Language and Literacy
The limits of my language are the limits of my world’
‘You cannot build your vocabulary unless you meet new words, and to meet
them you must read’
(Mark Peploe and Bernado Bertolucci)
‘Language and literacy skills provide students with the fundamental building blocks not just for academic success, but for fulfilling careers and rewarding lives.’
(Education Endowment Foundation)
Language and Literacy is included as one of Glyns’ Learning and Teaching 7 principles because of the fundamental role language and literacy play in the quality of education, in every subject. Words are the first, and most fundamental components of knowledge. We cannot begin to think about or understand anything without them.
Vocabulary is a crucial area of prior knowledge, which governs what can be learnt. It is required for and built by reading. Reading deepens understanding by building increasingly rich and well connected ideas.
An increase in the confident use of academic language supports comprehension and enjoyment of a range of texts and is crucial to develop an ‘academic register’. A voice which articulates academic understanding, which is different to our everyday speech. It must be taught and rehearsed through oracy and developed in writing. Improving our academic voice has been shown to lead to gains in all subjects, including Maths and Science (Jay et al., 2017). It also boosts confidence and in turn can improve attitudes to learning and reduce anxiety (Gorard et al., 2015).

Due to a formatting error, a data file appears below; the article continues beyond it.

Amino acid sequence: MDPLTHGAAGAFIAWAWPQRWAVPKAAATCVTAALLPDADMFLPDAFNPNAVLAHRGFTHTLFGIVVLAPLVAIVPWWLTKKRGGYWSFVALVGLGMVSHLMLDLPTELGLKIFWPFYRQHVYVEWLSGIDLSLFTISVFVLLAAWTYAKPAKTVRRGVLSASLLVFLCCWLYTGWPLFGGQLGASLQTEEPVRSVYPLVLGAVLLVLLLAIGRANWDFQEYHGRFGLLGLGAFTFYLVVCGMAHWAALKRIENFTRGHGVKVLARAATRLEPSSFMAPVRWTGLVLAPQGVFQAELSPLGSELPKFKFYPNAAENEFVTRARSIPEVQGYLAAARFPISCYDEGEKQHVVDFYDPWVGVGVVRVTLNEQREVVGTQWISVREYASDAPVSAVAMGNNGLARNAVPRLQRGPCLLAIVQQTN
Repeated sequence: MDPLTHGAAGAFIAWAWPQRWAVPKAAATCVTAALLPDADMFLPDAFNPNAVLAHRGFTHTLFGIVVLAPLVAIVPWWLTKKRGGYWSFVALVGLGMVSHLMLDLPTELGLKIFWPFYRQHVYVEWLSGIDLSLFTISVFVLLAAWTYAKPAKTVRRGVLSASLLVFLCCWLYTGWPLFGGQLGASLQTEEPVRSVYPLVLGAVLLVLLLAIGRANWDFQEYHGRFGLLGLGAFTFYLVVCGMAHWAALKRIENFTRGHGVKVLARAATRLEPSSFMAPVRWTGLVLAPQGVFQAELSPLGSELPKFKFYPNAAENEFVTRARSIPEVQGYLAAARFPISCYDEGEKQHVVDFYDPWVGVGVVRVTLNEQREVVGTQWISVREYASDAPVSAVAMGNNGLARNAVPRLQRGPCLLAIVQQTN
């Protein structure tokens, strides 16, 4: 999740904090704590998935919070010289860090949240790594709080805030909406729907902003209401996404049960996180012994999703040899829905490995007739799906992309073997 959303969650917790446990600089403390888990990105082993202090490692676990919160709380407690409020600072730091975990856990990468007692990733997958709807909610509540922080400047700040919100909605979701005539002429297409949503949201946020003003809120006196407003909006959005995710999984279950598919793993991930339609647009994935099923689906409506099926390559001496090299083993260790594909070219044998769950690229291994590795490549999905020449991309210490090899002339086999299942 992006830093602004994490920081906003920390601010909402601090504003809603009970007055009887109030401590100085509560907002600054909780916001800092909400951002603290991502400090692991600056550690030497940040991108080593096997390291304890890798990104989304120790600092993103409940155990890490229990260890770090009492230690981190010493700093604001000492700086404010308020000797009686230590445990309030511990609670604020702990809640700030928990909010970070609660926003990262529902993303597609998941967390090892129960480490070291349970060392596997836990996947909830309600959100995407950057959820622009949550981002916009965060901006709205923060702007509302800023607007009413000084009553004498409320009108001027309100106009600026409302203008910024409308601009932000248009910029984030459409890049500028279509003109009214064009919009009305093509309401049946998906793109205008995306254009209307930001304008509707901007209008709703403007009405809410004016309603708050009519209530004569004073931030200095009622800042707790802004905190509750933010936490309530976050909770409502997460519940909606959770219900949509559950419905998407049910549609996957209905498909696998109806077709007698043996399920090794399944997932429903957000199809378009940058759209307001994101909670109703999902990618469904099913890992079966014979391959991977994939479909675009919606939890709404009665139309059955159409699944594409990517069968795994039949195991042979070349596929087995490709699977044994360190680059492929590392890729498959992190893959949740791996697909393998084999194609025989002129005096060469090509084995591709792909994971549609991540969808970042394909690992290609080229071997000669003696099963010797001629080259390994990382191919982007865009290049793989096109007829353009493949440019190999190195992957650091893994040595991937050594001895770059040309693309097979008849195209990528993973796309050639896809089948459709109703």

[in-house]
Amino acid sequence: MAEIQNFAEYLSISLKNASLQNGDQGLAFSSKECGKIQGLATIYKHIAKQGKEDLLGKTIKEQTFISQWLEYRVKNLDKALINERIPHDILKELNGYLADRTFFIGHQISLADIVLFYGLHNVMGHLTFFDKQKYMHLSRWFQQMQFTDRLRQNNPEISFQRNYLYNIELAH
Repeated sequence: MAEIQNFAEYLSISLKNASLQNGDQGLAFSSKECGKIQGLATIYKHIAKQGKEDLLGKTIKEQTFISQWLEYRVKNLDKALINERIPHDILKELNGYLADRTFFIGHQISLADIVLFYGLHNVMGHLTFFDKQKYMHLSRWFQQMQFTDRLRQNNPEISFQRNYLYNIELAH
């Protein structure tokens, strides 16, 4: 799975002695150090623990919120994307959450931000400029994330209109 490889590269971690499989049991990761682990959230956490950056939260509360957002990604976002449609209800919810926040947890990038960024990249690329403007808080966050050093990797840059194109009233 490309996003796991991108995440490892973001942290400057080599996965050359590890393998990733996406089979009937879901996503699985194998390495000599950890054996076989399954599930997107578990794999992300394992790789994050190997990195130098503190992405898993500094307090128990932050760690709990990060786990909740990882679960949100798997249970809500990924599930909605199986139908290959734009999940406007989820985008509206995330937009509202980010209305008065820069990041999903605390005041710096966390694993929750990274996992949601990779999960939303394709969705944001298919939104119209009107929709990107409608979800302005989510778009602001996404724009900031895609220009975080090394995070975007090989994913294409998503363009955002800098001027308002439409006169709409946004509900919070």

Glyn School’s Language and Literacy Policy draws directly from the EEF’s research. Foremostly, it adopts a disciplinary literacy approach to improving the quality of our Language and Literacy curriculum. “By attending to the literary demands of their subjects, teachers increase their pupils’ chance of success in their subjects.” (EEF Guidance Report)
This approach is especially important in secondary education, when the language and literacy demands increase sharply. “Students in Year 7 must adjust to being taught by a range of teachers - often undertrained in the literacy demands of their subject - using a range of new types of texts, which are often dense and more technical than those encountered in primary school.” These demands do not plateau, but underpin progression throughout the curriculum up to Key Stage Five.
Our school has launched a two year policy to ensure that language and literacy underpin a quality education for all students.
Please read our Language and Literacy policy, which can be found in our Learning and Teaching Policies and Documentation section: